[1] The resolution of this question does not affect the recovery by the Harmans of the amount which they paid over to the Aabergs as a result of the misrepresentations. The jury verdict and the judgment of the court amounted to restoration in full plus interest to the Harmans. The determination of whether the action is in damages, or for rescission, or neither, affects the judgment for punitive damage recovered by the Harmans. The Aabergs also contend that a determination of the nature of the action is imperative as affecting the right of the court to permit execution against the bodies of the Aabergs.

Confusion on the question whether one can rescind and have an action in damages arises over inept language to be found in two Colorado cases. In Jessey v. Butterfield, 61 Colo. 256, at page 259, 157 Pac. 1, is to be found the following statement:

“The rule is that where the execution of a contract has been brought about by fraud, the wronged party has an election of remedies: (1), he may affirm the contract and sue for damages; (2), where the right to rescind has not been lost, he may rescind and sue for damages, or to recover money paid or property transferred in pursuance of the contract; (3), he may sue in equity, in a proper case, to cancel or rescind the contract, and to recover that with which he has parted, and for other equitable relief.” (Emphasis supplied.)

Also in Gibraltar Colorado Life Co. v. Brink, 113 Colo. 304, at page 306, 157 P.2d 134, is the statement:

“When one is injured, as Brink claims to have been, two remedies are open to him, first to rescind and recover

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damages, second to affirm and recover for the resulting injury.”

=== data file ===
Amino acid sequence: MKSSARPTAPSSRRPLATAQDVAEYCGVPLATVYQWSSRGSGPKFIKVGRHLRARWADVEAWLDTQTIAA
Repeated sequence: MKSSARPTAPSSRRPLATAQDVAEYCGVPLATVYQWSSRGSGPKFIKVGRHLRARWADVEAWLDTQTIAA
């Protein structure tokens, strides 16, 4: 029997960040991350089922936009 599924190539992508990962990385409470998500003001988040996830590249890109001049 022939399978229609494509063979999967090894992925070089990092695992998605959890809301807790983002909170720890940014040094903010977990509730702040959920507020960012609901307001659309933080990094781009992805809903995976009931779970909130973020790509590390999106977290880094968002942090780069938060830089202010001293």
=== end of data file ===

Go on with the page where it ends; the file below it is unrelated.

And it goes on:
In neither of these cases, however, was the question of rescission and damages before the court. In view of the numerous decisions in Colorado, both before and after these two case, neither can be cited as authority for the proposition that one can have rescission and damages.

The nature of the action here is best described by the court i Wheeler v. Wilkin, 98 Colo. 568, at page 570, 58 P.2d 1223, where it was said:

“Upon discovery of the fraud, plaintiff has the right either to affirm the contract and sue for damages, or to rescind the contract and sue for the return of the money paid. Springhetti v. Hahnewald, 54 Colo. 383, 131 Pac. 266. The former would be an action in tort (deceit); the latter, an action on contract (assumpsit for money had and received). Where one has received money which in equity and good conscience he ought to pay over to another, the law creates a promise to pay, and if he refuses to pay, an action in assumpsit for money had and received will lie Springhetti v. Hahnewald, supra; Johnson v. National Sugar Mfg. Co., 88 Colo. 404, 297 Pac. 995; Spencer v. Brundage, 69 Colo. 520, 194 Pac. 1104; Ph. Zang Brewing Co. v. Bernheim, 7 Colo. App. 528, 44 Pac. 380, 2 R.C.L., pp. 778, 780, 782, 788.”